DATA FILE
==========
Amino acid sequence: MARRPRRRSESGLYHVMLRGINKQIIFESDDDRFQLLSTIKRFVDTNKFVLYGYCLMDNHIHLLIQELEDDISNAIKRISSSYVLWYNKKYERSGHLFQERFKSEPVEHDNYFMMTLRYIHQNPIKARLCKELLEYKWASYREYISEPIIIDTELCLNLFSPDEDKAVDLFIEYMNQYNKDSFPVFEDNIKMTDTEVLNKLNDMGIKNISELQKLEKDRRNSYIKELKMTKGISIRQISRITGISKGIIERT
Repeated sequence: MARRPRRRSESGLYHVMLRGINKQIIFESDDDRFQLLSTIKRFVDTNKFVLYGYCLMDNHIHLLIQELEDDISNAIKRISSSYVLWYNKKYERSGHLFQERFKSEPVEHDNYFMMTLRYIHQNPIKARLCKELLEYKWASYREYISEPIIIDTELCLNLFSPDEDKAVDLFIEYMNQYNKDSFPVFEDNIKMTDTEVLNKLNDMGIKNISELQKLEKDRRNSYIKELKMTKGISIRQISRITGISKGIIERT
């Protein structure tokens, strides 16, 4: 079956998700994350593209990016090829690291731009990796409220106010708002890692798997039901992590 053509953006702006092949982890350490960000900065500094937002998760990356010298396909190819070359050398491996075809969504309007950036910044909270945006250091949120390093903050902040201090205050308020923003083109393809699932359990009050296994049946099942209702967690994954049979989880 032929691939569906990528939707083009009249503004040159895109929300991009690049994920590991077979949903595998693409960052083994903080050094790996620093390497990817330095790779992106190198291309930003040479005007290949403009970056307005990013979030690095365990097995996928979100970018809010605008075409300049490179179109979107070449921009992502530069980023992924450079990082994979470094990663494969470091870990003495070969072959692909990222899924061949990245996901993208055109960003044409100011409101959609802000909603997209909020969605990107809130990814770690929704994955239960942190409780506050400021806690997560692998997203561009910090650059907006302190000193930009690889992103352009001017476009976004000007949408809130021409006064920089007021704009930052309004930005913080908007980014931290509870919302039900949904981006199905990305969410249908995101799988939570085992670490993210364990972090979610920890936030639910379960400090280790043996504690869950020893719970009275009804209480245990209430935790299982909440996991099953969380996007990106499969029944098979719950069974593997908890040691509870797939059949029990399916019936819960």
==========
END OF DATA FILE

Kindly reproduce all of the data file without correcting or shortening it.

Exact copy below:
Amino acid sequence: MARRPRRRSESGLYHVMLRGINKQIIFESDDDRFQLLSTIKRFVDTNKFVLYGYCLMDNHIHLLIQELEDDISNAIKRISSSYVLWYNKKYERSGHLFQERFKSEPVEHDNYFMMTLRYIHQNPIKARLCKELLEYKWASYREYISEPIIIDTELCLNLFSPDEDKAVDLFIEYMNQYNKDSFPVFEDNIKMTDTEVLNKLNDMGIKNISELQKLEKDRRNSYIKELKMTKGISIRQISRITGISKGIIERT
Repeated sequence: MARRPRRRSESGLYHVMLRGINKQIIFESDDDRFQLLSTIKRFVDTNKFVLYGYCLMDNHIHLLIQELEDDISNAIKRISSSYVLWYNKKYERSGHLFQERFKSEPVEHDNYFMMTLRYIHQNPIKARLCKELLEYKWASYREYISEPIIIDTELCLNLFSPDEDKAVDLFIEYMNQYNKDSFPVFEDNIKMTDTEVLNKLNDMGIKNISELQKLEKDRRNSYIKELKMTKGISIRQISRITGISKGIIERT
């Protein structure tokens, strides 16, 4: 079956998700994350593209990016090829690291731009990796409220106010708002890692798997039901992590 053509953006702006092949982890350490960000900065500094937002998760990356010298396909190819070359050398491996075809969504309007950036910044909270945006250091949120390093903050902040201090205050308020923003083109393809699932359990009050296994049946099942209702967690994954049979989880 032929691939569906990528939707083009009249503004040159895109929300991009690049994920590991077979949903595998693409960052083994903080050094790996620093390497990817330095790779992106190198291309930003040479005007290949403009970056307005990013979030690095365990097995996928979100970018809010605008075409300049490179179109979107070449921009992502530069980023992924450079990082994979470094990663494969470091870990003495070969072959692909990222899924061949990245996901993208055109960003044409100011409101959609802000909603997209909020969605990107809130990814770690929704994955239960942190409780506050400021806690997560692998997203561009910090650059907006302190000193930009690889992103352009001017476009976004000007949408809130021409006064920089007021704009930052309004930005913080908007980014931290509870919302039900949904981006199905990305969410249908995101799988939570085992670490993210364990972090979610920890936030639910379960400090280790043996504690869950020893719970009275009804209480245990209430935790299982909440996991099953969380996007990106499969029944098979719950069974593997908890040691509870797939059949029990399916019936819960």